Our focus lies in understanding the downstream events of ciliary bending, namely
The mTOR pathway is the major regulator of cell size and upregulated in polycystic kidney diesease (PKD). We recently established a link between ciliary bending in response to flow and mTOR inhibition (Boehlke et al., 2010). Cilia dysfunction in a murine mouse model and cell culture experiments led to failure of mTOR inhibition and subsequently to upregulation of cell size. Lkb1, the mutated gene in Peutz-Jeghers-Syndrome, and its downstream target AMPK are localized within the ciliary-basal body compartment governing cell size control in vitro. In the future we plan to further elucidate the downstream targets of Lkb1-AMPK signaling and clarify the interplay of polycystins and cilia in mTOR control.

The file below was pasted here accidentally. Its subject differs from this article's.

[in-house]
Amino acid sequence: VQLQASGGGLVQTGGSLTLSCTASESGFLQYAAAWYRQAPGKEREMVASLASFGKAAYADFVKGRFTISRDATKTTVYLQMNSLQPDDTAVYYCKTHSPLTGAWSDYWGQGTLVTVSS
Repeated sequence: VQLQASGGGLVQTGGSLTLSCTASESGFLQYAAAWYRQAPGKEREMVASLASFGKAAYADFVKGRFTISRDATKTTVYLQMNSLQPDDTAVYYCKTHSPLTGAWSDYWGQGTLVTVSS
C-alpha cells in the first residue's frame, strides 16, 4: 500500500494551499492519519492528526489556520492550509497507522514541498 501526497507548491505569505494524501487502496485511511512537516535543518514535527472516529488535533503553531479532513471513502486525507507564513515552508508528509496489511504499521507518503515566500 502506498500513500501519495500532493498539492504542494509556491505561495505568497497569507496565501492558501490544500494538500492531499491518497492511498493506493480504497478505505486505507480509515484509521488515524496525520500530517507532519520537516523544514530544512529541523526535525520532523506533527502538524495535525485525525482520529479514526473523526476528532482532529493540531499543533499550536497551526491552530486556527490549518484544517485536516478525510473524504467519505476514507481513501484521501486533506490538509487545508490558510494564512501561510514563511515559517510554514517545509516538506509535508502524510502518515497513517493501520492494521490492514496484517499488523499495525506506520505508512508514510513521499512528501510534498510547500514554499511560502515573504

One other focus of our group is to understand how cilia influence polarisation decisions within the epithelial plane (planar cell polarity). Epithelial cells cultivated in our flow chamber system show centriole movements in the direction of flow which depend on polycystin 2 (Kotsis et al., 2008). We are in the process to unravel the downstream targets of flow-dependent centriole movements.
We utilize state of the art biomolecular methods and several life imaging techniques including a sophisticated flow chamber system in constant collaboration with Roland Nitschke at the Live Imaging Center (LIC, Center for Biological Systems Analysis, Freiburg).